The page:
Next Saturday will be a valedictory one for Gaelic rock, as Runrig perform for the very last time. The week preceding promises to be good for Gaelic soil, marking as it does, the fact that so many acres of this beautiful land are now under the care of those who love them best. This, in case you hadn’t heard, is Community Land Week.

It was probably Runrig who contributed most to the awakening of my consciousness of the land issue. When, at age ten, in the centenary year of the Crofting Act, my eyes were first opened to the fact that I lived at the very edge of political power, I began to see the importance of knowing the hand which history had dealt my people. But my love for the music of this band directed my questions – most of which they had asked before me.

In the song, ‘Fichead Bliadhna’, we have the very real anger of young Gaels, demanding to know why they had learned the history of every civilization on earth but the one to which they belonged. Nothing else Runrig has done, however, compares to the album, ‘Recovery’, for making this very valid point. It is filled with an awareness of how much land and crofting have shaped who the Gaels are.

When I was a teenager, still in school, I used to have to purchase the ‘West Highland Free Press’ in secret, and smuggle it into the house. My father had not outright banned it, but he disapproved of its (Labour) editorial bias. I didn’t exactly love it for that myself, but I adored the opinion columns, and the feeling that even local politics here in the island were important.

And now, in this one week, it feels as though all those strands are somehow weaving back together. While I was thinking about this blog, and letting the ideas percolate in my brain, I listened again to ‘Recovery’. It is just as I remember it, raising past wrongs and the small acts of heroism which brought about change. Its closing track, ‘Dust’, brought something else to mind as well, particularly the line that runs, ‘Oh deep the faith and pure the light that shines inside and guides your people’.

You see, my upbringing wasn’t just one of social politics and the plight of the Gael. I, like everyone else of my generation, was steeped in the history of another people whose relationship with land was also a bit complicated: the children of Israel.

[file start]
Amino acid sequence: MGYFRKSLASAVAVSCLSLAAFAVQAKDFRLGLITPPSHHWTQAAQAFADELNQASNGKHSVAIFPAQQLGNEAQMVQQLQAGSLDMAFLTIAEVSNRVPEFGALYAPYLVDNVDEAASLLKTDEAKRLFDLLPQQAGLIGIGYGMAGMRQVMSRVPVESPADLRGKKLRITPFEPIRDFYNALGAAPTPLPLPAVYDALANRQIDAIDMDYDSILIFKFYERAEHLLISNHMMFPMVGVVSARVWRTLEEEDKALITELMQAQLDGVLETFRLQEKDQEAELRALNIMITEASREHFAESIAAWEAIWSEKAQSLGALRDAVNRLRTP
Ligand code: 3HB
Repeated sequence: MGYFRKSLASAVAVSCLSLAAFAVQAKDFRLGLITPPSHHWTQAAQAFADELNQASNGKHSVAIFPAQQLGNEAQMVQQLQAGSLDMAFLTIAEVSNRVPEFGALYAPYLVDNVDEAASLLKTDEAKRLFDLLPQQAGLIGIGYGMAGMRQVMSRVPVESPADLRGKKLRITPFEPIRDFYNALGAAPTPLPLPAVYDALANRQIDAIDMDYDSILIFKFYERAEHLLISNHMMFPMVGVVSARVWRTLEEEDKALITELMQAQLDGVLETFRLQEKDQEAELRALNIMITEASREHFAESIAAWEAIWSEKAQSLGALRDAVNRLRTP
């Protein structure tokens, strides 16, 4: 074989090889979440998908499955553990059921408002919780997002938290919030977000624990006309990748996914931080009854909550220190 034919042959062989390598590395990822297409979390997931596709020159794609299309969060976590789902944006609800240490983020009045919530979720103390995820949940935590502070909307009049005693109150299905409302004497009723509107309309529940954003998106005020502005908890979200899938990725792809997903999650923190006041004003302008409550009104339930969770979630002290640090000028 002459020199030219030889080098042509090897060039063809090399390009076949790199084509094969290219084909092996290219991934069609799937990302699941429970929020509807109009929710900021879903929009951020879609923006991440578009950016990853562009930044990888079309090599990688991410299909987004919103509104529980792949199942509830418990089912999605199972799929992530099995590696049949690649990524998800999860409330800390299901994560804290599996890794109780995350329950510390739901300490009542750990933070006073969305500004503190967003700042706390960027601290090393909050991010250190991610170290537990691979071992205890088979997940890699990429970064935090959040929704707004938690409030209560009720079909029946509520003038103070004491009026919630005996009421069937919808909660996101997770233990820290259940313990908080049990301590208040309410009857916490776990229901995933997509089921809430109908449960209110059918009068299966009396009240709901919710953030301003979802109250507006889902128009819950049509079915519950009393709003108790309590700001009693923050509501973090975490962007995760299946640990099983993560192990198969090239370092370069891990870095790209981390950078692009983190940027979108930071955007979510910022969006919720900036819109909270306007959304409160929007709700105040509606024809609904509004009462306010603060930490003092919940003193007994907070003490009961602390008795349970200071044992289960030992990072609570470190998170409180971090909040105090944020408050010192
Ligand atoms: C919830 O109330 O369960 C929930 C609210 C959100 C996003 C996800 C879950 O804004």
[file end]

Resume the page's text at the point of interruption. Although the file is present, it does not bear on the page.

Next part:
It was in connection with them that I was startled to hear the minister use the term ‘security of tenure’ in church recently. Being the central plank of the 1886 Crofting Act, it brought the horror of eviction without just cause to an end. We can scarcely appreciate its importance today, however, if we do not know what went before. That was very much the point that Runrig made so well.

The children of Israel received security of tenure in their covenant with God. Land apportioned to them as part of this was a blessing and only became otherwise whenever the fifth commandment was breached. In other words, when familial relationships broke down, that land of promise became nothing more than a mere commodity to be fought over.

Land is frequently the focus of division – challenged wills, unseemly squabbling over croft tenancies, sibling rivalry carried to the extent of litigation. It is no coincidence that, when you look at the archaeological record, fortifications developed very swiftly after man ceased to be a wanderer on the face of the earth, and began to lay claim to particular territories. Homes were reinforced against marauding intruders; smiths fashioned swords as well as ploughshares.

We are fortunate in Lewis to have so much control over our land, and it is appropriate to celebrate that fact with a special week of events. It would be quite wrong to take the blessing for granted because it is not actually ours by right, but by providence.

Stewardship of God’s providence is not a task to be undertaken lightly, and it is reassuring that it is being done more and more by people who are well-informed, and who genuinely care for the land.

My only worry is when I see attitudes manifest that would suggest land somehow takes precedence over people, which it ought not. Conservationists wish to protect the wildlife and its habitat, even at the expense of human society. Crofting has done much to shape who we are – it has formed the landscape, to an extent, and it has maintained a population where there might otherwise be only ruins and cold hearths. And, in its turn, crofting has been afforded legal protections which allowed a little security, a little breathing space and, eventually, the chance to develop and grow.

I want what is best for the place in which I live. Most of the people here do. We may differ in our opinion on what that is, or how to get there, but we ought to be able to do that respectfully, and without malice.

It was Runrig, channeling the prophet, Isaiah who said it best, I think, in the one song of theirs that I never really liked – ‘Alba’. They sang the prophet’s words in Gaelic, about the accumulation of wealth which so often comes in the form of land:

‘Woe to those who join house to house, who add field to field, until there is no more room, and you are made to dwell alone in the midst of the land.’

This week, and all the time, community is every bit as important as land.

 

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Casting Providence on the Minch